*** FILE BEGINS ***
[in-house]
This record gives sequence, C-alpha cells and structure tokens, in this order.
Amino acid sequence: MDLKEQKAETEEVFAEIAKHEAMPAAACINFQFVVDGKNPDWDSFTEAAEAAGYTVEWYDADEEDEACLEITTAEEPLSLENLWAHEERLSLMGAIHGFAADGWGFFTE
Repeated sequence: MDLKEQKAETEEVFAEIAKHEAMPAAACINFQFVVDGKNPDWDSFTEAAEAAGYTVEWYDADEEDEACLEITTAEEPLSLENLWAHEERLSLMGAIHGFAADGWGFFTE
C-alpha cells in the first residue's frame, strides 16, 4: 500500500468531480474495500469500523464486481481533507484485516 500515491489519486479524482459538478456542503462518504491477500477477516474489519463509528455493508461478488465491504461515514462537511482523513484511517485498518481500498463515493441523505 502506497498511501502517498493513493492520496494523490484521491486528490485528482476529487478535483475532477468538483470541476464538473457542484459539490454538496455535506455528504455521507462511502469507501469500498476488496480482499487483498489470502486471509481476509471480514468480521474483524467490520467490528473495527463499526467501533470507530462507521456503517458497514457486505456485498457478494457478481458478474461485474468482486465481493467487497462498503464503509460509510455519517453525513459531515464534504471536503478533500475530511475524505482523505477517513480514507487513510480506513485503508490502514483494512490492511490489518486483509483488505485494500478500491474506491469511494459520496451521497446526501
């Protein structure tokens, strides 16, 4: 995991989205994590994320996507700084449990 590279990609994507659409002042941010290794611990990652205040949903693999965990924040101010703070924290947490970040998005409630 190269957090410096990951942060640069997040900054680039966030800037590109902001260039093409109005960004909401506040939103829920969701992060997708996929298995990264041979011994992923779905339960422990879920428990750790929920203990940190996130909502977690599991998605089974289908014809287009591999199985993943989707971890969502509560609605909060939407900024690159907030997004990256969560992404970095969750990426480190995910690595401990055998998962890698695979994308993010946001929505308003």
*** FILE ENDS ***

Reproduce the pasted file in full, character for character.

[in-house]
This record gives sequence, C-alpha cells and structure tokens, in this order.
Amino acid sequence: MDLKEQKAETEEVFAEIAKHEAMPAAACINFQFVVDGKNPDWDSFTEAAEAAGYTVEWYDADEEDEACLEITTAEEPLSLENLWAHEERLSLMGAIHGFAADGWGFFTE
Repeated sequence: MDLKEQKAETEEVFAEIAKHEAMPAAACINFQFVVDGKNPDWDSFTEAAEAAGYTVEWYDADEEDEACLEITTAEEPLSLENLWAHEERLSLMGAIHGFAADGWGFFTE
C-alpha cells in the first residue's frame, strides 16, 4: 500500500468531480474495500469500523464486481481533507484485516 500515491489519486479524482459538478456542503462518504491477500477477516474489519463509528455493508461478488465491504461515514462537511482523513484511517485498518481500498463515493441523505 502506497498511501502517498493513493492520496494523490484521491486528490485528482476529487478535483475532477468538483470541476464538473457542484459539490454538496455535506455528504455521507462511502469507501469500498476488496480482499487483498489470502486471509481476509471480514468480521474483524467490520467490528473495527463499526467501533470507530462507521456503517458497514457486505456485498457478494457478481458478474461485474468482486465481493467487497462498503464503509460509510455519517453525513459531515464534504471536503478533500475530511475524505482523505477517513480514507487513510480506513485503508490502514483494512490492511490489518486483509483488505485494500478500491474506491469511494459520496451521497446526501
């Protein structure tokens, strides 16, 4: 995991989205994590994320996507700084449990 590279990609994507659409002042941010290794611990990652205040949903693999965990924040101010703070924290947490970040998005409630 190269957090410096990951942060640069997040900054680039966030800037590109902001260039093409109005960004909401506040939103829920969701992060997708996929298995990264041979011994992923779905339960422990879920428990750790929920203990940190996130909502977690599991998605089974289908014809287009591999199985993943989707971890969502509560609605909060939407900024690159907030997004990256969560992404970095969750990426480190995910690595401990055998998962890698695979994308993010946001929505308003």